Screening patients for high glycemic levels using oral blood collected during a routine dental procedure gives as accurate a reading in HbA1c as traditional finger-stick readings and can identify a large number of patients who do not know they have diabetes or who are at risk for it, new research shows.
The study was published online February 25 in the American Journal of Public Health.
"There are over eight million adults in the US who have diabetes that is not yet diagnosed," lead author Shiela Stauss, PhD, from New York University College of Nursing, New York, told Medscape Medical News.
"And while there are other places that offer diabetes screening — some churches, some ophthalmology offices, some health fairs — we thought the dental office offered a particularly good place to do this…because it is possible to collect blood from the gums, and that blood can be used for diabetes screening because it is quite accurate."
Diabetes screening at the dentist could be particularly successful because about 70% of Americans seek some kind of dental care at least once a year, a greater percentage than those who visit their primary-care provider, William Herman, MD, MPH, from the University of Michigan, Ann Arbor, told Medscape Medical News.
"Only one in about 10 people who have prediabetes knows it, and probably about one-quarter to one-third of people with diabetes are undiagnosed," Dr Herman added. "So I think whatever avenues we can use to increase awareness of diabetes and get people diagnosed and into appropriate therapy are important."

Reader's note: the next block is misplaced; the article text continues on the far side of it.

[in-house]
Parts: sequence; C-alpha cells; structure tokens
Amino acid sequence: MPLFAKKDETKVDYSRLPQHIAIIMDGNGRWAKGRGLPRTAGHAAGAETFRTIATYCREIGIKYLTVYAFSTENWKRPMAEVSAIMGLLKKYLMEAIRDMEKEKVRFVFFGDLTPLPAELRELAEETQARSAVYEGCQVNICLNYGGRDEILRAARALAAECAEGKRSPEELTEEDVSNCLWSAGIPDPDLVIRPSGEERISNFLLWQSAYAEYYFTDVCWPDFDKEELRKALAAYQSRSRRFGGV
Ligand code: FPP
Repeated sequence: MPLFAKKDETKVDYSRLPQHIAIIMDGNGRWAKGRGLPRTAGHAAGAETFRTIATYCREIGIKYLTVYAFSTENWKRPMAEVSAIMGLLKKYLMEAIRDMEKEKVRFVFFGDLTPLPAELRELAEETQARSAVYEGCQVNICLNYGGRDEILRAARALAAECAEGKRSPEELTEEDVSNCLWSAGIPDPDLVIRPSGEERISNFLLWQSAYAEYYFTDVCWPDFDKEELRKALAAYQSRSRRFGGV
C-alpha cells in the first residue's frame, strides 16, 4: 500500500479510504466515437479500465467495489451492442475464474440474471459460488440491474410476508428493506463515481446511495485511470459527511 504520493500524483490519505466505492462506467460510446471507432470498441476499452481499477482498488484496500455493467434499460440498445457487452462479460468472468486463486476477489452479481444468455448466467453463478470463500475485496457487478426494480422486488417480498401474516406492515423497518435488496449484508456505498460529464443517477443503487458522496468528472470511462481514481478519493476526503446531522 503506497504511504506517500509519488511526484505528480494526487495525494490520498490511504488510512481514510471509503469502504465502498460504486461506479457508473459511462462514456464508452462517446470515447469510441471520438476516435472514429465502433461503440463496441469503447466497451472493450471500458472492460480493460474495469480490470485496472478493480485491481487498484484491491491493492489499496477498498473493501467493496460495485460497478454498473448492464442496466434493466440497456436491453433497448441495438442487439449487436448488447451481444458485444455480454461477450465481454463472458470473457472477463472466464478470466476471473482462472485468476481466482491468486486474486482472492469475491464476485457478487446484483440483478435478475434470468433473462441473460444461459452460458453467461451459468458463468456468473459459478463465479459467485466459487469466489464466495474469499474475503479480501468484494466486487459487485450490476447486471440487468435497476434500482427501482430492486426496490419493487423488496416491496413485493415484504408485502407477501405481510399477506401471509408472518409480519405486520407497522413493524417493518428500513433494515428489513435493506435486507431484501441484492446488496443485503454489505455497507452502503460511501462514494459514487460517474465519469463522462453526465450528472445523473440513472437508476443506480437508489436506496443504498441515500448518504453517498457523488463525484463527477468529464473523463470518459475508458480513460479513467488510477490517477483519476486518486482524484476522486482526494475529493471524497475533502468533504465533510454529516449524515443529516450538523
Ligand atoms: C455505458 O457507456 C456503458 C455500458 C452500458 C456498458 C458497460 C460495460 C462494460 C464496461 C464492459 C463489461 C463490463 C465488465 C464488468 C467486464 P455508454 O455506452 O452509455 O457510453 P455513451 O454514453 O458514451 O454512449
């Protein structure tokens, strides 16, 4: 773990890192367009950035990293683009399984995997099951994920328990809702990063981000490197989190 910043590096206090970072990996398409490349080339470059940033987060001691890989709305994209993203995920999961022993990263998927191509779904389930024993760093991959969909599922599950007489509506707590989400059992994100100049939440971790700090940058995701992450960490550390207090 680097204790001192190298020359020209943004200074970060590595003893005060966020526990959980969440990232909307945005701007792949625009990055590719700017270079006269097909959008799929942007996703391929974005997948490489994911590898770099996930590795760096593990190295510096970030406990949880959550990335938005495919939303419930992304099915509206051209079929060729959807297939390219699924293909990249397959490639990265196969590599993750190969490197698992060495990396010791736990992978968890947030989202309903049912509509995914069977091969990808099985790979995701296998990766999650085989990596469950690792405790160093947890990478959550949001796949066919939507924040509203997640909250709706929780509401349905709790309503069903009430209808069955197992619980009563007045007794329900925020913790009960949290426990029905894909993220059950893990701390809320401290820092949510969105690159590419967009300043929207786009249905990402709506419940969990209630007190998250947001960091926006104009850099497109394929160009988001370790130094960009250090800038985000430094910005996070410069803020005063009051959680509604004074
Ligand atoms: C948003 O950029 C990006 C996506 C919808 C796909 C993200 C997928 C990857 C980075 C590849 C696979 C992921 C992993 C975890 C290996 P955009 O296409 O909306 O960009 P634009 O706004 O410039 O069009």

HbA1c Readings from Finger-Prick and Oral Blood Virtually Identical
The study recruited New York University College of Dentistry adult patients who volunteered and met the following criteria: they indicated that their gums bled on brushing or flossing and had been told by a healthcare provider that they had diabetes or they were at risk for diabetes according to American Diabetes Association standards.
The 408 individuals who participated all had paired HbA1c values from a finger-stick blood sample as well as a gingival crevicular blood (GCB) specimen taken from the gums while seated in the dental chair. Specimens were sent to the laboratory for HbA1c analysis.
"HbA1c values assessed with finger-stick blood and GCB were nearly identical, with a correlation of 0.991," the investigators report.
Finger-stick blood HbA1c ranged from 4.2% to 10.8%, while GCB HbA1c ranged from 4.1% to 10.9%, they add.
Approximately half of the study sample had HbA1c levels in the prediabetes or diabetes range regardless of the blood source analyzed.